One of the most popular BBQ spots in Atlanta specializes in…Texas style BBQ? That’s right: the two brothers hail from Texas and decided to bring a slice of their home state to Atlanta’s hip Little Five Points neighborhood back in 2007. Georgians have been lining up for it ever since. Naturally, brisket (one of the staples of Texas BBQ) is big here. The Fox Brothers make their brisket from certified Angus beef and sell it sliced or chopped. They even sell brisket chili (t doesn’t get any more Texas than that). It’s not all brisket though: Fox Bros.’ extensive menu also features smoked chicken wings, spare ribs by the half- or whole-rack, and even “veggie plates” for plant lovers like me.



2. Ohio Hog

If delicious Texas-style BBQ in Atlanta came as a shock, this one will really blow your mind. At Ohio Hog, husband and wife Gary and Vivian Williams are bringing the BBQ stylings of their native Cleveland, OH to suburban Tyrone, GA. These self-taught cooks have already made a big splash in their new hometown. The menu features most of the BBQ classics, from pulled pork to ribs. But for a true taste of Cleveland order the Polish Boy: a smoked kielbasa topped with fries, coleslaw and BBQ sauce. This Cleveland classic has quickly become a big hit down south.


3. Thompson Brothers Barbeque

What is it about Atlanta BBQ and brothers? Like the Fox Brothers, the five Thompson Brothers have become a game-changer for Atlanta-area BBQ. Thompson Brothers is best known for its ribs, which can be ordered as a sandwich or by the pound. If a plate full of red meat isn’t your thing, head there on Tuesday or Thursday to get the barbecued salmon. You should definitely check out some of their decadent Southern desserts, like peach cobbler or banana pudding. Located in Smyrna near Truist Park (home to the Atlanta Braves), this is a great pre- or post-game meal.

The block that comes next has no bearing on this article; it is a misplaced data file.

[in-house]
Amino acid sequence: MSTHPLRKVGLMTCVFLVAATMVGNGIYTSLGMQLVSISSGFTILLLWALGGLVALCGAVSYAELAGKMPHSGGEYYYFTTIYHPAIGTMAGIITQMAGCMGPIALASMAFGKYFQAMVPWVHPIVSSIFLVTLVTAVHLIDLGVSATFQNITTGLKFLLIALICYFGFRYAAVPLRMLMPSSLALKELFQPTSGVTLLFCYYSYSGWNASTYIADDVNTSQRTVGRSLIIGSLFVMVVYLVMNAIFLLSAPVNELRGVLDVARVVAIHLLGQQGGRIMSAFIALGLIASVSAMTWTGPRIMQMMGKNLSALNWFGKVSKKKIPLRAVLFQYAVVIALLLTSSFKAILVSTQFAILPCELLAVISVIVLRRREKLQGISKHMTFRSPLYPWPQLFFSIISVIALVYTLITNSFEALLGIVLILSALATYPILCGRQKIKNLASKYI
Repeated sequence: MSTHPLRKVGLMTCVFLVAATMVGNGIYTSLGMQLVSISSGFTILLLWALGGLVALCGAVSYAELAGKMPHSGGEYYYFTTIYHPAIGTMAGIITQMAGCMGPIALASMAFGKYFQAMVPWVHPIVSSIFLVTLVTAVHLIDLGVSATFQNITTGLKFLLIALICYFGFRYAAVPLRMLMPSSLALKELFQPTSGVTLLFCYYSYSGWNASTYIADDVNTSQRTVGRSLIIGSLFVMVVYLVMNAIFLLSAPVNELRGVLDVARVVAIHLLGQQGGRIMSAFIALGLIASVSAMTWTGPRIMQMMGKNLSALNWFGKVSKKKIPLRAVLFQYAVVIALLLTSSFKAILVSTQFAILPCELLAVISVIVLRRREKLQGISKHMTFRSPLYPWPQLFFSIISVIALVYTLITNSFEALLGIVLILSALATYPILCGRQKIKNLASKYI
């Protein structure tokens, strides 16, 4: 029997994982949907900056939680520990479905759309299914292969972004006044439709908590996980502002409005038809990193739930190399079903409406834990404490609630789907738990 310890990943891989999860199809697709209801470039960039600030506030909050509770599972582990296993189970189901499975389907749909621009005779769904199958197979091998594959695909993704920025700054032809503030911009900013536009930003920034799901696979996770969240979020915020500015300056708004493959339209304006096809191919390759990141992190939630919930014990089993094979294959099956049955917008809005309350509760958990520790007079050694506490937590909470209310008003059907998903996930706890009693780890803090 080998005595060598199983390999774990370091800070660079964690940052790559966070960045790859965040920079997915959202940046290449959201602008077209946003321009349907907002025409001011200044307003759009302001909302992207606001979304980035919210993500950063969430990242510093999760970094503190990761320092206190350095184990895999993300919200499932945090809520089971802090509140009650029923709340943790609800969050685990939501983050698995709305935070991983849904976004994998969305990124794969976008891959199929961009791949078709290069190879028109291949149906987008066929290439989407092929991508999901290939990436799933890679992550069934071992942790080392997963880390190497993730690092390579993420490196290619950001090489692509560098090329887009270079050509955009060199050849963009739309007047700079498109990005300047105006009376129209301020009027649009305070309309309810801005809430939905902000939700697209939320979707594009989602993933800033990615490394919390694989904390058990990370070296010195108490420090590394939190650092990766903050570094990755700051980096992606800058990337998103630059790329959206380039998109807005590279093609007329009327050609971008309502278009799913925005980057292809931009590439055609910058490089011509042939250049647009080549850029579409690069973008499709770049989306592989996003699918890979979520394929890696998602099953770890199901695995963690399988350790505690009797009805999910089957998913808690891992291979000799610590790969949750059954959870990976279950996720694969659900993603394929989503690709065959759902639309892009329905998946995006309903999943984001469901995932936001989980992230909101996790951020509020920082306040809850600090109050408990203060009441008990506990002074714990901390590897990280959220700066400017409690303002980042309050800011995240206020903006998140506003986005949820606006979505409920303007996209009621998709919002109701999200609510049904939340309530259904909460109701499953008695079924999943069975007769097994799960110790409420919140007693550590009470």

4. Wallace Barbecue

While most of the places on this list are relatively recent arrivals to the Atlanta BBQ scene, Wallace is a bona fide classic. Located in the western suburb of Austell, GA, Wallace Barbecue has been slinging ribs, chicken, burgers, and steaks since 1966. And the prices will make you feel like you’ve gone back to the 60s: $8.00 for a pork sandwich with fries and slaw? Yes please. Wallace Barbecue also serves that Georgia classic, Brunswick stew—a tomato-based stew with lots of beans, vegetables, and meat.



5. Heirloom Market BBQ

We’ve established that the Atlanta BBQ scene brings in delicious flavors from many different places. Heirloom Market brings them all the way in from Korea. Run by Cody Taylor and Jiyeon Lee, this fusion BBQ spot serves such creative dishes as chile paste-marinated chopped rib meat and kimchi slaw. Happily, Heirloom also serves several tasty vegetarian options, like “Sweet & Spicy Tofu.” Heirloom’s unique blend of flavors makes it an essential stop on your Atlanta BBQ tour.

If you enjoyed this article or have suggestions on how we can improve it, please leave us a comment below. Also, make sure to check out other articles I’ve created or stories I’ve written about food culture – here.

Notify of
Inline Feedbacks
View all comments
AI Avatar
Ask me cooking questions!